The theme of revenge is evident throughout both of these tales. In “The Reeve’s Tale,” Alan and John take revenge on the miller by sleeping with his daughter and wife. Alan exclaims to John, “But never ye mind, all shall be for the best; I tell ye, John, as sure as I’m a man I’m going to have that wrench there, if I can! The laws grants easement when things gan amiss…” (115). In “The Miller’s Tale” Alison seeks to take revenge on her husband for being too jealous. Alison says to Nicholas, “My husband is so full of jealousy, unless you watch your step and hold your breath I know for certain it will be my death, she said, ‘So keep it well under your hat'” (91). Always hoping for an opportunity to spite her husband, Alison gives into Nicholas’ desires.
The Miller in “The Reeve’s Tale” is a very sinful and wicked man. He is a dishonest thief whose wife is the daughter of a clergyman. Since clergymen are prohibited from marriage and sex, she is therefore an illegitimate baby. The narrator says, “And her birth was smirched to say the least; being the daughter of a celibate priest…” (109). “The Reeve’s Tale” greatly involves the sins of violence, adultery, and thievery. However, “The Miller’s Tale” concentrates more on the gullibility and ignorance of the carpenter. The carpenter of “The Miller’s Tale” is an old man, who is easily deceived due to his gullibility. Nicholas reassures Alison, “A scholar doesn’t have to stir his wits so much to trick a carpenter” (91). The reeve in “The Miller’s Tale” can be described as merely a naïve old man rather than a sinner like the miller in “The Reeve’s Tale”.
The theme of lust is noted throughout both tales. In “The Reeve’s Tale”, the two students, Alan and John, had sex with the Miller’s daughter and wife. The narrator describes, “Alan rose up; towards the wench he crept. The wench lay flat upon her back and slept, and ere she saw him, he had drawn so nigh it was too late for her to cry. To put it briefly, they were soon at one” (115). The two lustful students acted on their desire for revenge on the Miller. In “The Miller’s Tale”, Nicholas’s love for Alison is lustful, whereas Absolon has an idealistic and romantic love for Alison. Nicholas sees Alison in more of a sexual and physical way, rather than in a romantic manner. Nicholas says to Alison, “Where are your manners? Take away your paws!” Then Nicholas began to plead his cause” (91). Even after Alison refused Nicholas’ attempts to seduce her, he still persisted, manifesting his lust for Alison.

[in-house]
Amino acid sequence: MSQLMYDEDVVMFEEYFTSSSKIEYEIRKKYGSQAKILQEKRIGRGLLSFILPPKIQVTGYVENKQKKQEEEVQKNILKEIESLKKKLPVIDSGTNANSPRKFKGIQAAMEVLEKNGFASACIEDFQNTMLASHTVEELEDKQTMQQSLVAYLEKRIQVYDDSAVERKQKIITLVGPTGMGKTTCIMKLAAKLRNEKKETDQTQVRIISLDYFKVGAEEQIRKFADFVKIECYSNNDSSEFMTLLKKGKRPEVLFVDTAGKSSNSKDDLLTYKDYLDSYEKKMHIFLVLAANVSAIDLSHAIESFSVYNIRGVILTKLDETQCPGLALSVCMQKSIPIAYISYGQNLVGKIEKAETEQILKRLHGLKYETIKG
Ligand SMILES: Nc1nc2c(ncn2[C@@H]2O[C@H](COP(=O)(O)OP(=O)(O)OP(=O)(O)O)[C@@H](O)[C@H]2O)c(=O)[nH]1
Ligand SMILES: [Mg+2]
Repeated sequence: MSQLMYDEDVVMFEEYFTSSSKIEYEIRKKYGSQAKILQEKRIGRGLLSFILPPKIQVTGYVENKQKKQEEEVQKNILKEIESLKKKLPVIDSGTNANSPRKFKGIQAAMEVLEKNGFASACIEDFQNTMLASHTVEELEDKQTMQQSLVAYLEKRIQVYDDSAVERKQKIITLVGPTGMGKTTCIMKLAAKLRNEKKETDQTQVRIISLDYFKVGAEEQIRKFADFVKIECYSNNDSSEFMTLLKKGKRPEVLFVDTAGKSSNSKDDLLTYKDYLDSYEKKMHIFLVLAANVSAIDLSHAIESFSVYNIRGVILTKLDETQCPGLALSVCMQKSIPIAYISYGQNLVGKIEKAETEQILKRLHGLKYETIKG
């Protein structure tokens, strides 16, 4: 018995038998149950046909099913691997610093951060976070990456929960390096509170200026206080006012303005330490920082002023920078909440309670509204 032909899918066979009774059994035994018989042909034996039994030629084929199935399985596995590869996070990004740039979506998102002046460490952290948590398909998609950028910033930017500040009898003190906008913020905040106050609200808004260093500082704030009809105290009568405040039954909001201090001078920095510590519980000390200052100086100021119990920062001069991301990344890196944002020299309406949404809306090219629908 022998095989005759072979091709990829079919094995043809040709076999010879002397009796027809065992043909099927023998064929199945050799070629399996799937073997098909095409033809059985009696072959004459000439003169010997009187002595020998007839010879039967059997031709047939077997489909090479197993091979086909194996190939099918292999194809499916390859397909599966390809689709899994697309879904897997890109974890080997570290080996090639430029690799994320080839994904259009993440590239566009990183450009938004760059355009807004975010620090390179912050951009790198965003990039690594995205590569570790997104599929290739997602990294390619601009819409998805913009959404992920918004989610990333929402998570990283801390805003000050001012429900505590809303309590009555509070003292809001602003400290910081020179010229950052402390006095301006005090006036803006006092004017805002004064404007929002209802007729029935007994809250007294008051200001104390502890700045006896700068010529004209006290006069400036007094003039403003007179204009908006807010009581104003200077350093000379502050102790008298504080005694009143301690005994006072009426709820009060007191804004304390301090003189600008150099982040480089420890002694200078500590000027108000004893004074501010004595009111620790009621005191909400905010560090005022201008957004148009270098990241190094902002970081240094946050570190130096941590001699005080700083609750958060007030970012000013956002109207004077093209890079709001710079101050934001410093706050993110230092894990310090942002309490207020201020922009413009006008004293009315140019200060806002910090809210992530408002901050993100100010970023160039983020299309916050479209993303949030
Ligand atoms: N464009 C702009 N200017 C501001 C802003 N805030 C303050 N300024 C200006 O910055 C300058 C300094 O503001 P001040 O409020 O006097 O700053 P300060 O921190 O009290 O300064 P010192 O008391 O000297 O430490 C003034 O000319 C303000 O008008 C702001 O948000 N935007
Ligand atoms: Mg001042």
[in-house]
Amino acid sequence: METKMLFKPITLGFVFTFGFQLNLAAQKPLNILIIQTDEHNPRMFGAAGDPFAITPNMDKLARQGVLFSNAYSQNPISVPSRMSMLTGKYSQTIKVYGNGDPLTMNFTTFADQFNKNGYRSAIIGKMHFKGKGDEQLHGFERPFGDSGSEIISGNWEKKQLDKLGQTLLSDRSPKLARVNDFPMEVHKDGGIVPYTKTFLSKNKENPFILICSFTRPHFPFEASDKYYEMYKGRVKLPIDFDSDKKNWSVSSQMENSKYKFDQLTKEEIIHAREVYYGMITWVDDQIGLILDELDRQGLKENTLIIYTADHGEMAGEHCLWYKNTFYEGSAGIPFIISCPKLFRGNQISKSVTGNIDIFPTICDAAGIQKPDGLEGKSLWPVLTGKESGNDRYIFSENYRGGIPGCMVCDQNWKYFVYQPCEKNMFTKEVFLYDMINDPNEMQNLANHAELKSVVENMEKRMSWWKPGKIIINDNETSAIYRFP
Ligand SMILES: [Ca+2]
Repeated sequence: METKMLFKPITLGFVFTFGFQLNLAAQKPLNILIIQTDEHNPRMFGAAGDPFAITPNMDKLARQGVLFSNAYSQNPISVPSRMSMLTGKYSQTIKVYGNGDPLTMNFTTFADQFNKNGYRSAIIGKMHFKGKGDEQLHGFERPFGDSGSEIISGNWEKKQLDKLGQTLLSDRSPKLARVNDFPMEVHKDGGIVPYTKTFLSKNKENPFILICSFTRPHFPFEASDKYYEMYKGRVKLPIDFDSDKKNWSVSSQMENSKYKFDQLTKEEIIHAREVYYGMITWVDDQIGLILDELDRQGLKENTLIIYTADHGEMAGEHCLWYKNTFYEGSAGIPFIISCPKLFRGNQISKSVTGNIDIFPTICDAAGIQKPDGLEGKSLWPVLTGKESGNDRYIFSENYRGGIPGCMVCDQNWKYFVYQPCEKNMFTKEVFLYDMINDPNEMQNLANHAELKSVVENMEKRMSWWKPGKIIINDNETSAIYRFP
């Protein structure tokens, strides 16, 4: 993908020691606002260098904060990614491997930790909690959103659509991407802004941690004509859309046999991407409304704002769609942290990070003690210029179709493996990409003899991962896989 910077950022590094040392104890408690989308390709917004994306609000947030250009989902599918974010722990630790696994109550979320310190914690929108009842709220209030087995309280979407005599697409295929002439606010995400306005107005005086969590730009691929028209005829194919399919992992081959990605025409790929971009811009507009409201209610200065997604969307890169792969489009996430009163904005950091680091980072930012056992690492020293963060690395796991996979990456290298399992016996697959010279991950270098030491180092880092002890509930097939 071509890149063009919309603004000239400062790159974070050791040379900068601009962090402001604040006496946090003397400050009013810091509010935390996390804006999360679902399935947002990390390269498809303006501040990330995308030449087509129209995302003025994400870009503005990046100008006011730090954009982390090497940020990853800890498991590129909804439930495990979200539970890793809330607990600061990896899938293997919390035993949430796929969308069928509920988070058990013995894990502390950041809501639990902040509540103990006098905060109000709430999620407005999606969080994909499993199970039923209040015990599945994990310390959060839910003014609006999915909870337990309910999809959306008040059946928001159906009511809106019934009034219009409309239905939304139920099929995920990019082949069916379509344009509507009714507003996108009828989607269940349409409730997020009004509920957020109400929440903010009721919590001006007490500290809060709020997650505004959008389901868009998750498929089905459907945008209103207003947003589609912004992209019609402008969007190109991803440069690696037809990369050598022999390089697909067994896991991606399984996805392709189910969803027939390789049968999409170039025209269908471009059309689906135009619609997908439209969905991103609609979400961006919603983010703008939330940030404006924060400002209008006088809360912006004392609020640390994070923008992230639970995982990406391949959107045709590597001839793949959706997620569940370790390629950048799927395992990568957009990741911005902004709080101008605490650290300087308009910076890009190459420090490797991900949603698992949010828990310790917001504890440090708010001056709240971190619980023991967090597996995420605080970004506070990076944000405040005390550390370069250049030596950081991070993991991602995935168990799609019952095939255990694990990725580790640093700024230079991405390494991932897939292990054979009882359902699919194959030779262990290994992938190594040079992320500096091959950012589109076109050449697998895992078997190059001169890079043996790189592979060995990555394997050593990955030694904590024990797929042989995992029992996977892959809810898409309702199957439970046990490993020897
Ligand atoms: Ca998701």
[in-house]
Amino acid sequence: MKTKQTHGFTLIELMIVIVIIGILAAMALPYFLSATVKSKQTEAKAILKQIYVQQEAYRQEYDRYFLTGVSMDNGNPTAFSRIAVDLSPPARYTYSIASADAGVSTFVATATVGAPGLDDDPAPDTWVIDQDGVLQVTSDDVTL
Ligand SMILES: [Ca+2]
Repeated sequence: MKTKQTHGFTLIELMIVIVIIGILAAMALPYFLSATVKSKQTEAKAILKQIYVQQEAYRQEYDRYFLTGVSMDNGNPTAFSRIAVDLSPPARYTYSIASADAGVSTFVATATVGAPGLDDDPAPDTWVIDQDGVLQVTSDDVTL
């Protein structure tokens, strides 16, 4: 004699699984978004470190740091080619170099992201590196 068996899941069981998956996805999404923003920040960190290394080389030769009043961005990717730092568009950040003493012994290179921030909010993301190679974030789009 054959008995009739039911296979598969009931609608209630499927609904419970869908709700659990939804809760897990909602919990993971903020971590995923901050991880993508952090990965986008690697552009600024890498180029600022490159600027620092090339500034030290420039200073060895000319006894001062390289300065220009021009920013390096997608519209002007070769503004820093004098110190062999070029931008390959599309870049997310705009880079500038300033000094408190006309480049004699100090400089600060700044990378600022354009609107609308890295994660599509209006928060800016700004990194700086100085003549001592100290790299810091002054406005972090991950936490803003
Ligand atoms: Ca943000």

The drunk and belligerent Robin offers to follow up “The Knight’s Tale” with a tale of his own. The host eventually allows Robin to tell his tale, yet Oswald objects this decision. Robin verbally attacks Oswald with this tale, and infuriates him. The Reeve shouts “Shut your trap! Giver over with your drunken harlotry. It is a sin and foolishness, said he, To slander any man or bring scandal on wives in general.
Why can’t you handle some other tale” (87)? In reply to this “slap in the face”, Oswald stands and gives a tale of his own. He counterattacks and gives an even more vulgar and heinous tale slandering Robin in spite. Oswald says, “I’ll pay him back before I’ve done in his own filthy words, you may expec. I hope to God he breaks his bloody neck. He sees the mote in my eye, if there is un, but cannot see the beam there in his’n” (108). This entire dispute is caused over spite.
The drunken Robin, in one’s opinion, was defeated by Oswald in this battle of wits. They both used poetic violence to silence each other, yet Oswald seemed to have the advantage of sobriety on his side. In the end, the dispute solved nothing.
– The Canterbury Tales, by Geoffrey Chaucer